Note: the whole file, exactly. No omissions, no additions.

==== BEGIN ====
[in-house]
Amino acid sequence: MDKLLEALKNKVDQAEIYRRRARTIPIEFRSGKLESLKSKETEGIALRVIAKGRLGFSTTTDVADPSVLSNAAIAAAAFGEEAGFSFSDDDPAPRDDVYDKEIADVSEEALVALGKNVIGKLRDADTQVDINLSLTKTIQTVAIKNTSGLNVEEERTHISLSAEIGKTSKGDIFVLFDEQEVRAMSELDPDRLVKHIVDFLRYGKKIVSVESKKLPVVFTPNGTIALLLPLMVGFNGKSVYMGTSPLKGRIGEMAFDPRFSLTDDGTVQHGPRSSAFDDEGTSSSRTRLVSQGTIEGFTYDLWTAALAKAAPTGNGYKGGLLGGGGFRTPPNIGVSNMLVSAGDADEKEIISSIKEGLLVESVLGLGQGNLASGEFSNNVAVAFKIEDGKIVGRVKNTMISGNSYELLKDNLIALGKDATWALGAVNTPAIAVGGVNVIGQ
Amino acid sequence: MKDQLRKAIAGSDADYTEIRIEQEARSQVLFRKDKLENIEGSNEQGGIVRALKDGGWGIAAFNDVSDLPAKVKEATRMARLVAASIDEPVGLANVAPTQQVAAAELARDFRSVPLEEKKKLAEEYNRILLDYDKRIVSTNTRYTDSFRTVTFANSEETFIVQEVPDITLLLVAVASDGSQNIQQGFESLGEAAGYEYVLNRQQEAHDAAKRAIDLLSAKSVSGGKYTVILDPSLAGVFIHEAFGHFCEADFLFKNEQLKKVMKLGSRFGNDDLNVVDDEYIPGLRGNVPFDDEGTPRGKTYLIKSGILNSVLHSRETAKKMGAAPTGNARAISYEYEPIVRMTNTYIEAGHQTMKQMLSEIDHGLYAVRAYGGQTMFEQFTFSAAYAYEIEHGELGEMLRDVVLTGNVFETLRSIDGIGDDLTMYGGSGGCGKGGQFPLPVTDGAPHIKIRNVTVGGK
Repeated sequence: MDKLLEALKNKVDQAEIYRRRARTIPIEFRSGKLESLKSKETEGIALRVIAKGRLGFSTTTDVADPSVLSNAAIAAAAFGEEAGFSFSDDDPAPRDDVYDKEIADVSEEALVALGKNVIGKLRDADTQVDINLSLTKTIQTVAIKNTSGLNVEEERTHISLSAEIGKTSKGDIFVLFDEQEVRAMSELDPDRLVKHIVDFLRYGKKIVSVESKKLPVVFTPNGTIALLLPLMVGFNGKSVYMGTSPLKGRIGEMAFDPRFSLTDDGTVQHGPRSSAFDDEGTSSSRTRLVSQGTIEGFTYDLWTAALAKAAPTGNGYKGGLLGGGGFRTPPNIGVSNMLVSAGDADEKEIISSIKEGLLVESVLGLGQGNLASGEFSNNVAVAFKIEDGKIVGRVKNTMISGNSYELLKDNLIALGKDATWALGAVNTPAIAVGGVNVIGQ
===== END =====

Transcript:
[in-house]
Amino acid sequence: MDKLLEALKNKVDQAEIYRRRARTIPIEFRSGKLESLKSKETEGIALRVIAKGRLGFSTTTDVADPSVLSNAAIAAAAFGEEAGFSFSDDDPAPRDDVYDKEIADVSEEALVALGKNVIGKLRDADTQVDINLSLTKTIQTVAIKNTSGLNVEEERTHISLSAEIGKTSKGDIFVLFDEQEVRAMSELDPDRLVKHIVDFLRYGKKIVSVESKKLPVVFTPNGTIALLLPLMVGFNGKSVYMGTSPLKGRIGEMAFDPRFSLTDDGTVQHGPRSSAFDDEGTSSSRTRLVSQGTIEGFTYDLWTAALAKAAPTGNGYKGGLLGGGGFRTPPNIGVSNMLVSAGDADEKEIISSIKEGLLVESVLGLGQGNLASGEFSNNVAVAFKIEDGKIVGRVKNTMISGNSYELLKDNLIALGKDATWALGAVNTPAIAVGGVNVIGQ
Amino acid sequence: MKDQLRKAIAGSDADYTEIRIEQEARSQVLFRKDKLENIEGSNEQGGIVRALKDGGWGIAAFNDVSDLPAKVKEATRMARLVAASIDEPVGLANVAPTQQVAAAELARDFRSVPLEEKKKLAEEYNRILLDYDKRIVSTNTRYTDSFRTVTFANSEETFIVQEVPDITLLLVAVASDGSQNIQQGFESLGEAAGYEYVLNRQQEAHDAAKRAIDLLSAKSVSGGKYTVILDPSLAGVFIHEAFGHFCEADFLFKNEQLKKVMKLGSRFGNDDLNVVDDEYIPGLRGNVPFDDEGTPRGKTYLIKSGILNSVLHSRETAKKMGAAPTGNARAISYEYEPIVRMTNTYIEAGHQTMKQMLSEIDHGLYAVRAYGGQTMFEQFTFSAAYAYEIEHGELGEMLRDVVLTGNVFETLRSIDGIGDDLTMYGGSGGCGKGGQFPLPVTDGAPHIKIRNVTVGGK
Repeated sequence: MDKLLEALKNKVDQAEIYRRRARTIPIEFRSGKLESLKSKETEGIALRVIAKGRLGFSTTTDVADPSVLSNAAIAAAAFGEEAGFSFSDDDPAPRDDVYDKEIADVSEEALVALGKNVIGKLRDADTQVDINLSLTKTIQTVAIKNTSGLNVEEERTHISLSAEIGKTSKGDIFVLFDEQEVRAMSELDPDRLVKHIVDFLRYGKKIVSVESKKLPVVFTPNGTIALLLPLMVGFNGKSVYMGTSPLKGRIGEMAFDPRFSLTDDGTVQHGPRSSAFDDEGTSSSRTRLVSQGTIEGFTYDLWTAALAKAAPTGNGYKGGLLGGGGFRTPPNIGVSNMLVSAGDADEKEIISSIKEGLLVESVLGLGQGNLASGEFSNNVAVAFKIEDGKIVGRVKNTMISGNSYELLKDNLIALGKDATWALGAVNTPAIAVGGVNVIGQ